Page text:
I'm also puzzled by the coincidence that it traveled so close to the Sun. Of course if some alien civilization wanted to spend more time in the Solar System ...My initial instinct on seeing this was skepticism that something interstellar would have come this close to the sun. And since velocities are so low in Oort cloud, it is possible for collisions, etc. to put comets on hyperbolic trajectories. But, if you run the numbers, e= 1.2 at 0.25 AU perihelion gives V infinity of about 25,500 m/s, and nothing in Oort Cloud is moving that fast, or could be reasonably expected to accelerate to that speed.
The universe must be crawling with comets. :blink:
I suspect that we have a bias at only detecting those that gt close to US, and WE are the ones that are close to the sun...I'm also puzzled by the coincidence that it traveled so close to the Sun. Of course if some alien civilization wanted to spend more time in the Solar System ...
On the other hand, if you wanted to get particularly close to an interesting planet ...I suspect that we have a bias at only detecting those that gt close to US, and WE are the ones that are close to the sun...
Had to make a short video about this historic find!
A scout from interstellar space visits Earth! | 1I/2017 U1 â€˜Oumuamua - YouTube
We need to know how far away Oumuamua is also. Even if we can match it's speed, if it's too far away, it will take too long to catch up to it. Heil et.al. summarized their proposals on Centauiri-dreams.org here:We should get an Orbiter scenario together with Oumuamua on its trajectory, then the community can experiment for itself as sees fit.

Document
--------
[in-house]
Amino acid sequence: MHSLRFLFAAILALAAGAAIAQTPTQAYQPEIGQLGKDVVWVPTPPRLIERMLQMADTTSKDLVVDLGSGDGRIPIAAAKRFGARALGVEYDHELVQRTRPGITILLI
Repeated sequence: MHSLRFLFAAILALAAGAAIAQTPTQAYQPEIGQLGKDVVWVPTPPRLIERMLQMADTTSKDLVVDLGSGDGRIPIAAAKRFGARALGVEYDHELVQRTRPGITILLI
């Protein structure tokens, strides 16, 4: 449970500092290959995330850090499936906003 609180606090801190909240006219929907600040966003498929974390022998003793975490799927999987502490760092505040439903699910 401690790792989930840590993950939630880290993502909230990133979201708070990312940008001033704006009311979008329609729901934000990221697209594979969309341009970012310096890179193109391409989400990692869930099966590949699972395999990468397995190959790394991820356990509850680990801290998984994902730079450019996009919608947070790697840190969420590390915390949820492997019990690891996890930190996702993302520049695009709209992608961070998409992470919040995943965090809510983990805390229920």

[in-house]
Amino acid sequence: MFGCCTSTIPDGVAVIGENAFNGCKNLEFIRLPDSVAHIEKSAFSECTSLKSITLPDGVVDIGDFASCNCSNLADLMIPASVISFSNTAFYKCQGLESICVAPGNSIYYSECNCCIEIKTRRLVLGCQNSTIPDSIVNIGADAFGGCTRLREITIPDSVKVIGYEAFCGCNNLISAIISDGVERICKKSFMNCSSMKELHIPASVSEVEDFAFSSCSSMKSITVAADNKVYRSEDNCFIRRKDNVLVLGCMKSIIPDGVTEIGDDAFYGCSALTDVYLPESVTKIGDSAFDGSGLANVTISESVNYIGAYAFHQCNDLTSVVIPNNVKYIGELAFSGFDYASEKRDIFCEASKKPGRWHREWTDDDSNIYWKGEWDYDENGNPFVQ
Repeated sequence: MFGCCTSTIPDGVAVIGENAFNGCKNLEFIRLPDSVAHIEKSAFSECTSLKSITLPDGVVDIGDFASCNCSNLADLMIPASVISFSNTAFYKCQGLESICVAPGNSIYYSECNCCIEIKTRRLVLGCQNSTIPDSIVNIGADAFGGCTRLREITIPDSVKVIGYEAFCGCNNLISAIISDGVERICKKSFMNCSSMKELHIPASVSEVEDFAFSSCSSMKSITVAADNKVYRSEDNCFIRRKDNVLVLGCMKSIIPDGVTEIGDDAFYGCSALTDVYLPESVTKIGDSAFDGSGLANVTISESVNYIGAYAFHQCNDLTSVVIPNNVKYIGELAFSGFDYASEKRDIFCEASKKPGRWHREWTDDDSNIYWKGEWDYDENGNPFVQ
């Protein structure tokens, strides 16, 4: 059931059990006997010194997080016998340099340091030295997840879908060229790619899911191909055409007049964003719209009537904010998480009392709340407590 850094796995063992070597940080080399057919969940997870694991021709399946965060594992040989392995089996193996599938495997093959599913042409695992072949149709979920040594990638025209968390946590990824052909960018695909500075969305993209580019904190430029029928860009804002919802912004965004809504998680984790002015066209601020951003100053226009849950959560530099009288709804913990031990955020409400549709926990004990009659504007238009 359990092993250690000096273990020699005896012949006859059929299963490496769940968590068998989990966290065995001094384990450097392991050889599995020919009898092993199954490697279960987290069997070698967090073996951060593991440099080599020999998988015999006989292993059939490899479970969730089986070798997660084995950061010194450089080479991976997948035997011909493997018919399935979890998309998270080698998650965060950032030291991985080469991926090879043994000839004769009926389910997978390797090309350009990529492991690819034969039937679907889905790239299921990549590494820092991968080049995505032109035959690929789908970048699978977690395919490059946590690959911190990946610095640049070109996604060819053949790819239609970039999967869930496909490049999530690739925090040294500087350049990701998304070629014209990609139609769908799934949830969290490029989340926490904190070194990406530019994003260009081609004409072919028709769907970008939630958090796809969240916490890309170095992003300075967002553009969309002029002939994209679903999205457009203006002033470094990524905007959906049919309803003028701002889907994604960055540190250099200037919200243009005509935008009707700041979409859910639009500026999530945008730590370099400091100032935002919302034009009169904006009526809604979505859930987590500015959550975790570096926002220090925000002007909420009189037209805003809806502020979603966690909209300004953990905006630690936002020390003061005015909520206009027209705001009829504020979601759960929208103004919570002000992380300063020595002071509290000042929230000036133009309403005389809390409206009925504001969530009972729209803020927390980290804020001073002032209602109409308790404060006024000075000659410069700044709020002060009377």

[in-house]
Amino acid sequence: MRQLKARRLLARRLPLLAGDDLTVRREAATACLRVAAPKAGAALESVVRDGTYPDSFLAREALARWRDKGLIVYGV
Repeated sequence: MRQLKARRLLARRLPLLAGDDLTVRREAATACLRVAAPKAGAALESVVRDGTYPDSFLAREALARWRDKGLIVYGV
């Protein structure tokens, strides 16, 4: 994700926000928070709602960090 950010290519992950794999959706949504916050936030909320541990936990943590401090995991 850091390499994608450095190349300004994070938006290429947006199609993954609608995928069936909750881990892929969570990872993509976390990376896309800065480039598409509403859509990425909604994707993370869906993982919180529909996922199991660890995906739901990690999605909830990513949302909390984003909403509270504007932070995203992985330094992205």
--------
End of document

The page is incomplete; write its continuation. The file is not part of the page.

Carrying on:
Where can one obtain accurate orbital elements?
Would it be better to model it as a spacecraft or 'on the rails' as a solar system object? Can Orbiter even handle solar system objects on hyperbolic trajectories?
As shown previously, chasing 1I/‘Oumuamua with a realistic launch date (next 5-10 years), is a formidable challenge for current space systems. Adam Crowl (i4is) and Marshall Eubanks (Asteroid Initiatives LLC) have pondered a single launch architecture. Nominally a single launch architecture, via the Space Launch System (SLS) for example, would simplify mission design. However other launch providers project promising capabilities in the next few years. One potential mission architecture is to make use of SpaceX’s Big Falcon Rocket (BFR) and their in-space refueling technique with a launch date in 2025. To achieve the required hyperbolic excess (at least 30 km/s) a Jupiter flyby combined with a close solar flyby (down to 3 solar radii), nicknamed “solar fryby” is envisioned. This maneuver is also known under “Oberth Maneuver” . The architecture is based on the Keck Institute for Space Studies (KISS)  and the Jet Propulsion Laboratory (JPL)  interstellar precursor mission studies. Using the BFR however eliminates the need for multi-planet flybys to build up momentum for a Jupiter trajectory. Instead via direct launch from a Highly Eccentric Earth Orbit (HEEO) the probe, plus various kick-stages, is given a C3 of 100 km²/s² into an 18 month trajectory to Jupiter for a gravity assist into the solar fryby. A multi-layer thermal shield protects the spacecraft, which is boosted by a high-thrust solid rocket stage at perihelion. The KISS Interstellar Medium study computed that a hyperbolic excess velocity of 70 km/s was possible via this technique, a value which achieves an intercept at about 85 AU in 2039 for a 2025 launch. More modest figures can still fulfill the mission, such as 40 km/s with an intercept at 155 AU in 2051. With the high approach speed a hyper-velocity impactor to produce a gas ‘puff’ to sample with a mass spectrometer could be the serious option to get in-situ data.